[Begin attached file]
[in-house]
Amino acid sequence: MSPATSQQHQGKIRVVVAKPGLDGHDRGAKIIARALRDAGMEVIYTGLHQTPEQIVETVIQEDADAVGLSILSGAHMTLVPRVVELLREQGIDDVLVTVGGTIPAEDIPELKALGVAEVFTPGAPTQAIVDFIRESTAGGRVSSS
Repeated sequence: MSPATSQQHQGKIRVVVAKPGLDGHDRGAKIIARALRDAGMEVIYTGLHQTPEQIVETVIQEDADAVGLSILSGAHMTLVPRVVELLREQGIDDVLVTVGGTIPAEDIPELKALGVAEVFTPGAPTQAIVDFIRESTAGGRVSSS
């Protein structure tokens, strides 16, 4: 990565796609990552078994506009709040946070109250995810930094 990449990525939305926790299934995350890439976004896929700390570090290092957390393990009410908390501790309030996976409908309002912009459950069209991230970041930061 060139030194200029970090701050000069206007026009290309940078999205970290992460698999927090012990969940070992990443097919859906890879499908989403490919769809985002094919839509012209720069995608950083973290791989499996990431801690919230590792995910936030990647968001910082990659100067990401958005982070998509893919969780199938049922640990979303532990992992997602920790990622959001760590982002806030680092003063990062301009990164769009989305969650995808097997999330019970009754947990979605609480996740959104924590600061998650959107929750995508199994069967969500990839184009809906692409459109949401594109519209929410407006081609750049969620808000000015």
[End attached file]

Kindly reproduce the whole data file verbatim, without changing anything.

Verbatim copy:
[in-house]
Amino acid sequence: MSPATSQQHQGKIRVVVAKPGLDGHDRGAKIIARALRDAGMEVIYTGLHQTPEQIVETVIQEDADAVGLSILSGAHMTLVPRVVELLREQGIDDVLVTVGGTIPAEDIPELKALGVAEVFTPGAPTQAIVDFIRESTAGGRVSSS
Repeated sequence: MSPATSQQHQGKIRVVVAKPGLDGHDRGAKIIARALRDAGMEVIYTGLHQTPEQIVETVIQEDADAVGLSILSGAHMTLVPRVVELLREQGIDDVLVTVGGTIPAEDIPELKALGVAEVFTPGAPTQAIVDFIRESTAGGRVSSS
């Protein structure tokens, strides 16, 4: 990565796609990552078994506009709040946070109250995810930094 990449990525939305926790299934995350890439976004896929700390570090290092957390393990009410908390501790309030996976409908309002912009459950069209991230970041930061 060139030194200029970090701050000069206007026009290309940078999205970290992460698999927090012990969940070992990443097919859906890879499908989403490919769809985002094919839509012209720069995608950083973290791989499996990431801690919230590792995910936030990647968001910082990659100067990401958005982070998509893919969780199938049922640990979303532990992992997602920790990622959001760590982002806030680092003063990062301009990164769009989305969650995808097997999330019970009754947990979605609480996740959104924590600061998650959107929750995508199994069967969500990839184009809906692409459109949401594109519209929410407006081609750049969620808000000015």